Microsoft has changed the way it is developing the next update to Windows, codenamed “Redstone,” to make its employees more productive, according to a report from Microsoft-focused blog Petri.
The company has, over a series of updates, aligned the various versions of Windows — such as those found on Xbox or PCs — into one place.
This, in turn, makes it easier to compile (build) code and test it. Developers who submit code no longer have to wait hours for the results, positive or negative, to return. This time can then be used for building more software or fixing problems.
The underlying software, named OneCore, tests apps on all of the versions of Windows, and Microsoft has been working to improve it.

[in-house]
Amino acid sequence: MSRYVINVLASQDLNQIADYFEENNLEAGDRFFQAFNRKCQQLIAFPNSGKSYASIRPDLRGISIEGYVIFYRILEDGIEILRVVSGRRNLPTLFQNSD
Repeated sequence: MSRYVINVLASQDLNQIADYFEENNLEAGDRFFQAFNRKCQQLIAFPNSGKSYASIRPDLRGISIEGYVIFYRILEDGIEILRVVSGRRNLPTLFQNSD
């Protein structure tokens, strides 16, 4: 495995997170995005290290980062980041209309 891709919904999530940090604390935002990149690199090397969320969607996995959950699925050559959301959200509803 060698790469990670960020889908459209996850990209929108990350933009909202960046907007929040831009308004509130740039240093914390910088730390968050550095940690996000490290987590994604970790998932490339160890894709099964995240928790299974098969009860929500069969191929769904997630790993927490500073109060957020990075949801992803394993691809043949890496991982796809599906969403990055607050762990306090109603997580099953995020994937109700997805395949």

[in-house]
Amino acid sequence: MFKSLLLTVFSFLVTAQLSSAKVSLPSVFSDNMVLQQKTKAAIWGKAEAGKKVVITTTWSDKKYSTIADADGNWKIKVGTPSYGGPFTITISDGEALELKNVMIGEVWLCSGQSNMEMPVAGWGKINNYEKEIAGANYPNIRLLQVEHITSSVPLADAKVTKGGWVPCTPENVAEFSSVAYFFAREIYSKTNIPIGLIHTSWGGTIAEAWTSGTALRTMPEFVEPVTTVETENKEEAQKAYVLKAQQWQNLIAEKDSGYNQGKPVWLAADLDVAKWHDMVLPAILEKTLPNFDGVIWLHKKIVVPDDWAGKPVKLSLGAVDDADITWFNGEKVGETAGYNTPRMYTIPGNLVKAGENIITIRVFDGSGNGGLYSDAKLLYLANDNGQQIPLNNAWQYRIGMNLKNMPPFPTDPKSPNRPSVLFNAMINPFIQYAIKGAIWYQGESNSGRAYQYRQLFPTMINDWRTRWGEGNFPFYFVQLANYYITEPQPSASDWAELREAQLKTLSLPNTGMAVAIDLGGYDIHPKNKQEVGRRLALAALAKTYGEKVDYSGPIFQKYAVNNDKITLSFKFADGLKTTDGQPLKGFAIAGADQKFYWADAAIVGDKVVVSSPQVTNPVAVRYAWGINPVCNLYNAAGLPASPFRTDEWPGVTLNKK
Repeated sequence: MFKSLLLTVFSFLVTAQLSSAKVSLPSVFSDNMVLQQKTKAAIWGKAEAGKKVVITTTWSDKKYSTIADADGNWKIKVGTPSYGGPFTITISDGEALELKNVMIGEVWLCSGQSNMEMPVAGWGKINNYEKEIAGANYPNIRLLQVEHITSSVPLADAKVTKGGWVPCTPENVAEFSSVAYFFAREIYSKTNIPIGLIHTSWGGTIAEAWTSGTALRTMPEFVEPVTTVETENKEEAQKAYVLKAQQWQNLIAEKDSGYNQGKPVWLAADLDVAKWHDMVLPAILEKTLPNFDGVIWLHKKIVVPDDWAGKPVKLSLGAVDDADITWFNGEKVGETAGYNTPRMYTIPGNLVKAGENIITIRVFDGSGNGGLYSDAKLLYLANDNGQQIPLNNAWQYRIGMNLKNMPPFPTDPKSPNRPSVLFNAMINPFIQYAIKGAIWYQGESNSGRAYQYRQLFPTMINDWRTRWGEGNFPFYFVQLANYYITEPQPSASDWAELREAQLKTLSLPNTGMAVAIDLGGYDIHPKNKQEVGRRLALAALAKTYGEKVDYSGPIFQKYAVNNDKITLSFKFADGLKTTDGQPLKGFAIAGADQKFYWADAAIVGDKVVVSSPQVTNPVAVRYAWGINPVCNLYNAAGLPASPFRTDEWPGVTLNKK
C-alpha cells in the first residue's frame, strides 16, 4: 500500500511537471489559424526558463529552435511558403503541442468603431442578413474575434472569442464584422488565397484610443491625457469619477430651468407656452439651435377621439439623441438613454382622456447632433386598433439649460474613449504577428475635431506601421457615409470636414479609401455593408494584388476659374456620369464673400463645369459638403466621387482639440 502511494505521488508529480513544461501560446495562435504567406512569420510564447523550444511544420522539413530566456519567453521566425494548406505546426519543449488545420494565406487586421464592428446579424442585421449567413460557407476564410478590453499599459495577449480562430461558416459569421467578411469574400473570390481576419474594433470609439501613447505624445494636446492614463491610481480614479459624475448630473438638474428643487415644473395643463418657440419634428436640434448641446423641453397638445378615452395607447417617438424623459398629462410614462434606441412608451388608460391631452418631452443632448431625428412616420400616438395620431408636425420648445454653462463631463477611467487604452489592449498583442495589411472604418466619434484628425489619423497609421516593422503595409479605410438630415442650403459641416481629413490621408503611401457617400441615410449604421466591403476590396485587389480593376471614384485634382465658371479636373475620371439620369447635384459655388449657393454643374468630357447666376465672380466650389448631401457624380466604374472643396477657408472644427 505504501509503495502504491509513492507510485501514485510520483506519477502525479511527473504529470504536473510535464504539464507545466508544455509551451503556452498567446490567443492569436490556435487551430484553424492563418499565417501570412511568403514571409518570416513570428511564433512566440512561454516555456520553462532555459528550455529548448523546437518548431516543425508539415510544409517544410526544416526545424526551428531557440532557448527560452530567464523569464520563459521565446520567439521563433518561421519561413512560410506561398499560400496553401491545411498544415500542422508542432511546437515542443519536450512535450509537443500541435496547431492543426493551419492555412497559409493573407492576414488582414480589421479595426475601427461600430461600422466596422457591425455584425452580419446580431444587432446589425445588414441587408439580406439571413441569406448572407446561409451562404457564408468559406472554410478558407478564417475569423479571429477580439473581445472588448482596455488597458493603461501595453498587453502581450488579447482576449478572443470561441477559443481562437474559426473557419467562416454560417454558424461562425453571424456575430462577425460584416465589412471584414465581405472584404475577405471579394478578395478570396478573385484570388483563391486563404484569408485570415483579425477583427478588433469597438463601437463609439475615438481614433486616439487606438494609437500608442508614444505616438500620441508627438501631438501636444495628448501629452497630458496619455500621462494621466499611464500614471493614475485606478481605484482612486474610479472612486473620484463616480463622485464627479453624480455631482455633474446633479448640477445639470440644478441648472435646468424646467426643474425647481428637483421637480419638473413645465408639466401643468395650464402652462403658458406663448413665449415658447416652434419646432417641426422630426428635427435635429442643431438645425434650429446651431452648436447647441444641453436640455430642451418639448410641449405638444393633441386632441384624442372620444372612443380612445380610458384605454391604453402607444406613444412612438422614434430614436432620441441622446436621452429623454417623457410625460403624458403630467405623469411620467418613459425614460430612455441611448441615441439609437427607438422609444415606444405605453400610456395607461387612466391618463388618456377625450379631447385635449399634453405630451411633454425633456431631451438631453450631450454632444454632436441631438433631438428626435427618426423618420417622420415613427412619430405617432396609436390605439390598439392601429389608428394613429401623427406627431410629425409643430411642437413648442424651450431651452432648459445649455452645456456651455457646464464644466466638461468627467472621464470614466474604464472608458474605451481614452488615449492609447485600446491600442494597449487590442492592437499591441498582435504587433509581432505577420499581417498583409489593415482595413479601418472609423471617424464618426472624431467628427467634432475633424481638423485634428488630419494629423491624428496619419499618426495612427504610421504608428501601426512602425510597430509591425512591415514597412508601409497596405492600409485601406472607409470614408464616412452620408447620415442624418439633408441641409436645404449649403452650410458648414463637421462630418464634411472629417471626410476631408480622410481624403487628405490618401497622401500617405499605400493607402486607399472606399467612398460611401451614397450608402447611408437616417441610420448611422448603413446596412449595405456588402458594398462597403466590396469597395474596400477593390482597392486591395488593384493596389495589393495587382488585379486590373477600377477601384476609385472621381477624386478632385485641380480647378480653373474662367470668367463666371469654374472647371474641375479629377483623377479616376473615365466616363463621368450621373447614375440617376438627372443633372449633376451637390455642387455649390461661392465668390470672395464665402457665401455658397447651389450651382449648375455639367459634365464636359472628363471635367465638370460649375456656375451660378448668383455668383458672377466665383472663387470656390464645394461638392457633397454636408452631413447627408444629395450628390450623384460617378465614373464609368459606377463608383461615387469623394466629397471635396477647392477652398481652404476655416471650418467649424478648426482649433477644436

However, improvements to OneCore have come at the cost of other features, according to Petri, and the next version of Windows 10 could ship with fewer additions than intended.
“Redstone” is expected to be comprised of two updates, the first of which could launch in June 2016. The second could launch in November and is likely to be a bigger update to Windows.
Microsoft has recently started shipping new versions of Windows 10 to “Insiders,” the group of self-selected individuals who test the software, at a faster rate. The change to how the software is tested, and returned, is likely part of this.
Windows 10 shifted to a twice-yearly update schedule, up from once every few years. Windows 10, which launched in July 2015, is the first operating system to adopt this new process.